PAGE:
Work-Life Supports + Work Environments Positively Contribute to Organizational Outcomes

Companies are offering these options because they believe that work-life supports, including alternative working and the work environment, matter to organizational outcomes. Overall, senior executives in this study reported that providing work-life supports contributes to employee engagement, productivity, cost savings, attraction and retention. In particular, senior executives believe that providing worklife supports sends a strong message to their employees that the company cares about them. One executive from a multinational media company believes that employees “will always go the extra mile” when they believe the company cares about them. Another senior executive said, “If you offer work-life supports, you increase engagement and retention, keeping costs down because you have employees that are more productive. If you give employees flexibility you’re meeting them more than halfway to facilitate that productivity.” Another executive reported that people perform better when they are happier at their jobs and have flexibility. Yet another said, “You win the hearts and minds of your employees by ensuring their needs are met as well as the business needs. You’ll get much more productivity and innovation and out-of-the-box thinking.” Other executives report that without work-life supports and flexibility, companies simply will not be able to attract the top talent they need.

What drives the Provision of Work-Life Support

Despite the panacea that work-life supports seem to be, there is still a great deal of variability in what companies offer. Considering this variability, the study finds there are 10 factors that affect the extent to which companies offer worklife supports. Together they cluster into four sets of lessons learned for those seeking to successfully implement or expand work-life supports in their organization.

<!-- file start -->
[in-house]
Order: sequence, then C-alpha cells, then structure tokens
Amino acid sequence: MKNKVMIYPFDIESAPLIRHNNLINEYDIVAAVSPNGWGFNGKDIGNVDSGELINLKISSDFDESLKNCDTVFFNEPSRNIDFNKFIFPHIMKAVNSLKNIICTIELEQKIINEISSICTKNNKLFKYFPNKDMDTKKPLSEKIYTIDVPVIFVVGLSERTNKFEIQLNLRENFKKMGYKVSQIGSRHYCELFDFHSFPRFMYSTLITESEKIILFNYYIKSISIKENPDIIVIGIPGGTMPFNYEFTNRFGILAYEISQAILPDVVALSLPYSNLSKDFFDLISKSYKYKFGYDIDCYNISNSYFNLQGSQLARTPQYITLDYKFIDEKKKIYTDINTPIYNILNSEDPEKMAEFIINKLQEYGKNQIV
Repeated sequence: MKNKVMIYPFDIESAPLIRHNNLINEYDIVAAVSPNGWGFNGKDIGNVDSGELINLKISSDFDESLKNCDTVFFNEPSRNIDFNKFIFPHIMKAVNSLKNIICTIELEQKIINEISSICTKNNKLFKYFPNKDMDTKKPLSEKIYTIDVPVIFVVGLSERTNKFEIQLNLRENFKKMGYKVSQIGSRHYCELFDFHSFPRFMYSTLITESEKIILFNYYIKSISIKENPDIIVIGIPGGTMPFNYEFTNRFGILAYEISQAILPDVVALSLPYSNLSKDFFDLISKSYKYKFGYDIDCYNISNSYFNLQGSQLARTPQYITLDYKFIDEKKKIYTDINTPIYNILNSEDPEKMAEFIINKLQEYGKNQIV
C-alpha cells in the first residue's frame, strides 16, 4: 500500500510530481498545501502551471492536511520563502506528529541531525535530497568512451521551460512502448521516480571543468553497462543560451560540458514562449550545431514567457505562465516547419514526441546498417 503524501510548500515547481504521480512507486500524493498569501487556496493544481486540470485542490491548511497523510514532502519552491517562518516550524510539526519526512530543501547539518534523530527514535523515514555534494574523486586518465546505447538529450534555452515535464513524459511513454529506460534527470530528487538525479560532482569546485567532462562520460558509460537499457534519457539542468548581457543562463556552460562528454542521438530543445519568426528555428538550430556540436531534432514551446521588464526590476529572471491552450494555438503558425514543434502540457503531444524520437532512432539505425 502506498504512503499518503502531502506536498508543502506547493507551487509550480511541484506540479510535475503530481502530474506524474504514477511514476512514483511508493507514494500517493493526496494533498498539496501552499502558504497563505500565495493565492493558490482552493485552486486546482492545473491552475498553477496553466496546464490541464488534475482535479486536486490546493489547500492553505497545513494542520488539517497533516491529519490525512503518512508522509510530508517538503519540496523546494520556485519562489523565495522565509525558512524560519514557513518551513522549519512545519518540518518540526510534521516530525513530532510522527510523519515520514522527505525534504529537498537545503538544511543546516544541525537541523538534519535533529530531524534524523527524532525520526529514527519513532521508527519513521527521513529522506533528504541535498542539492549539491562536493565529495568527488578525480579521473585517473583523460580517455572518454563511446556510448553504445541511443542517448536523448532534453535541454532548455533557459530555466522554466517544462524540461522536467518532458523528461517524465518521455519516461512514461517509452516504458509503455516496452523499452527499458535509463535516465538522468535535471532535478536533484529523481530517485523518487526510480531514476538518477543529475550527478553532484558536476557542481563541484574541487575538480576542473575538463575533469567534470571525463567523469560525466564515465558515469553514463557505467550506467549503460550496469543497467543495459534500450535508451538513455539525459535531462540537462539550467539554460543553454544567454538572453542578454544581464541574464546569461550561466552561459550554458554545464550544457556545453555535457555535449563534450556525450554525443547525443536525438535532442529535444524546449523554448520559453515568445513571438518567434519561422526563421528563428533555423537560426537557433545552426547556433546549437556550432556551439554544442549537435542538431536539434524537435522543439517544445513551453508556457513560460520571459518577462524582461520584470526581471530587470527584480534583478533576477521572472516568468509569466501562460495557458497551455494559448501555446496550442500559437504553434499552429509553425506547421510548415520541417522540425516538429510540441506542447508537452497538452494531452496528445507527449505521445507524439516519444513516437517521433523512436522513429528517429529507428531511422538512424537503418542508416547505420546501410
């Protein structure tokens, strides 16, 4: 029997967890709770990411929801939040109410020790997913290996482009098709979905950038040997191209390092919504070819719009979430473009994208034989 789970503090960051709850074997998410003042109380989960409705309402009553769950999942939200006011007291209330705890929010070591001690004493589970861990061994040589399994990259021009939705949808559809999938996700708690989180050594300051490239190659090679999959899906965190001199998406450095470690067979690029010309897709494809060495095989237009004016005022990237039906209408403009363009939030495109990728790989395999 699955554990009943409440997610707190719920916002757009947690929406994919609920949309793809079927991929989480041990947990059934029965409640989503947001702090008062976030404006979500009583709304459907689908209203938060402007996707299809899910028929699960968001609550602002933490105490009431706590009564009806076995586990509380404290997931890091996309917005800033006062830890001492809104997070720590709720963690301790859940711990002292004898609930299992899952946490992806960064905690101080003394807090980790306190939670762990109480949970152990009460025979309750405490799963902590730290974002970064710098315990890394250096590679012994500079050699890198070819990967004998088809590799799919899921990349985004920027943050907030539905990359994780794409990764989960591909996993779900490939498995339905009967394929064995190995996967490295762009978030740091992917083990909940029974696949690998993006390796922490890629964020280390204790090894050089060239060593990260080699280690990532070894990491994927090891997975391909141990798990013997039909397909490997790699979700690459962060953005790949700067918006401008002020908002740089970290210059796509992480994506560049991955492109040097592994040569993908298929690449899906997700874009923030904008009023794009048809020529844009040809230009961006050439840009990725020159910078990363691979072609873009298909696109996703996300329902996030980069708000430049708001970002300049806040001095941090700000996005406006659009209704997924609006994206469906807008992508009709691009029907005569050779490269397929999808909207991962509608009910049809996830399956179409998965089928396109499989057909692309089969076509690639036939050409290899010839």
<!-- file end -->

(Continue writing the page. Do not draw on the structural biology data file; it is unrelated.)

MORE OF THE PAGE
1. Align with Programs, Work, and People

  • Diversity Programs and Gender Programs. When companies are focused on diversity, they tend to have more work-life supports. For some companies, programs are more generalized, including multiple aspects of diversity. In other companies, programs are more focused on the particular needs of women. In either case, the companies focused on diversity and gender programs tend to have a broader array, as compared to other companies, of work-life supports.

  • Nature of the Work. Senior executives also report that the nature of the role and the nature of work are factors in whether work-life supports are offered. For roles with a lot of travel, customerfacing time, significant work load or security regulations, it is more challenging to offer work flexibility.

  • Personal Match. Senior executives also report that work flexibility should be provided based on match to personal skills and character. They believe that some employees may be more or less suited to working flexible hours or working at home.

  • Team Match. The senior executives also make a strong point about the importance of work as social and some work that must be accomplished face to face. They believe that work flexibility should be offered but not to the exclusion of time for team interaction. They believe that arrangements for working in alternative locations or working flexible hours should be developed with the agreement of an entire team. Work is fundamentally social, they believe, and work-life support should not be offered if it constrains the ability of employees to connect with others and interact effectively to accomplish their objectives.

    2. Foster Effective Leadership & Manage to Outcomes